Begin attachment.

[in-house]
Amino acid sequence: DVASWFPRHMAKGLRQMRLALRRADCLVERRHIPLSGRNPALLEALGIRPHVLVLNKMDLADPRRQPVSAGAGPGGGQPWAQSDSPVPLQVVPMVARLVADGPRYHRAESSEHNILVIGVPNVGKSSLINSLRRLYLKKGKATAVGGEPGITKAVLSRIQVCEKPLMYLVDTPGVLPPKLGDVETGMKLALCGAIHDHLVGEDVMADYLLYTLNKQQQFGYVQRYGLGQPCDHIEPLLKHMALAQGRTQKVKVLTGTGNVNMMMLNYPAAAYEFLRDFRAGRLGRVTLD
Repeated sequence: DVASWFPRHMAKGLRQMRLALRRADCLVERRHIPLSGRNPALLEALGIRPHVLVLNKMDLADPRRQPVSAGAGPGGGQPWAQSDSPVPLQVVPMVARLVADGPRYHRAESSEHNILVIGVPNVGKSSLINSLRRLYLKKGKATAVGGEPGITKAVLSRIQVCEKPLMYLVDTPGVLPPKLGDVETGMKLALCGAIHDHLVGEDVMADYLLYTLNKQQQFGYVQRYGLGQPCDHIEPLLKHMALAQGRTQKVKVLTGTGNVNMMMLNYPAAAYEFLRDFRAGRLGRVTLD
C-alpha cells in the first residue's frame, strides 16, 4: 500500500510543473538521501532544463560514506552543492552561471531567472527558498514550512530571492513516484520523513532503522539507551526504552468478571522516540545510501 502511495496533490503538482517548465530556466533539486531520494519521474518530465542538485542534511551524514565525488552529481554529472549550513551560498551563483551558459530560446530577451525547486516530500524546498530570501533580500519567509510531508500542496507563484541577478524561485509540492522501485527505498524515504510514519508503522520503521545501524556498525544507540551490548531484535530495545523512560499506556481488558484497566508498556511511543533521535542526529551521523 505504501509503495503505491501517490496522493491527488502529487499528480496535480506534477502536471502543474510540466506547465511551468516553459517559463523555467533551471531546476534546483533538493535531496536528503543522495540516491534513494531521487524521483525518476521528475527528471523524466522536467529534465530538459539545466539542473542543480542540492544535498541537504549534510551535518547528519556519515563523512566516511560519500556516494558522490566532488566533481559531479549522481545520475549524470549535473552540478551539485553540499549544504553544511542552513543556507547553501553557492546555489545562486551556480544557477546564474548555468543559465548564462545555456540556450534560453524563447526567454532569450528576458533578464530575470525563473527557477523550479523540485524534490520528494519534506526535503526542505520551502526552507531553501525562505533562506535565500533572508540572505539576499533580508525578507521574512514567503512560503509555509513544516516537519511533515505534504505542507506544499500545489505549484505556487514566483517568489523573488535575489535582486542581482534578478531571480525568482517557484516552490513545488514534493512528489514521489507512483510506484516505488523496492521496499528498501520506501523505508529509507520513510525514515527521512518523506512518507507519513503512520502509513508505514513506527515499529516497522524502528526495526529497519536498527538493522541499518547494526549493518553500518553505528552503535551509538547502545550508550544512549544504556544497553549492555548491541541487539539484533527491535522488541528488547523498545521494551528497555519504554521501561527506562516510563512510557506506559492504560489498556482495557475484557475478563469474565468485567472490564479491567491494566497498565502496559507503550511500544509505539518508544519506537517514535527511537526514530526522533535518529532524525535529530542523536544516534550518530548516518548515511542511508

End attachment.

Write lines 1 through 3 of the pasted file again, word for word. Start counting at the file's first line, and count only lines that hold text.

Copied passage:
[in-house]
Amino acid sequence: DVASWFPRHMAKGLRQMRLALRRADCLVERRHIPLSGRNPALLEALGIRPHVLVLNKMDLADPRRQPVSAGAGPGGGQPWAQSDSPVPLQVVPMVARLVADGPRYHRAESSEHNILVIGVPNVGKSSLINSLRRLYLKKGKATAVGGEPGITKAVLSRIQVCEKPLMYLVDTPGVLPPKLGDVETGMKLALCGAIHDHLVGEDVMADYLLYTLNKQQQFGYVQRYGLGQPCDHIEPLLKHMALAQGRTQKVKVLTGTGNVNMMMLNYPAAAYEFLRDFRAGRLGRVTLD
Repeated sequence: DVASWFPRHMAKGLRQMRLALRRADCLVERRHIPLSGRNPALLEALGIRPHVLVLNKMDLADPRRQPVSAGAGPGGGQPWAQSDSPVPLQVVPMVARLVADGPRYHRAESSEHNILVIGVPNVGKSSLINSLRRLYLKKGKATAVGGEPGITKAVLSRIQVCEKPLMYLVDTPGVLPPKLGDVETGMKLALCGAIHDHLVGEDVMADYLLYTLNKQQQFGYVQRYGLGQPCDHIEPLLKHMALAQGRTQKVKVLTGTGNVNMMMLNYPAAAYEFLRDFRAGRLGRVTLD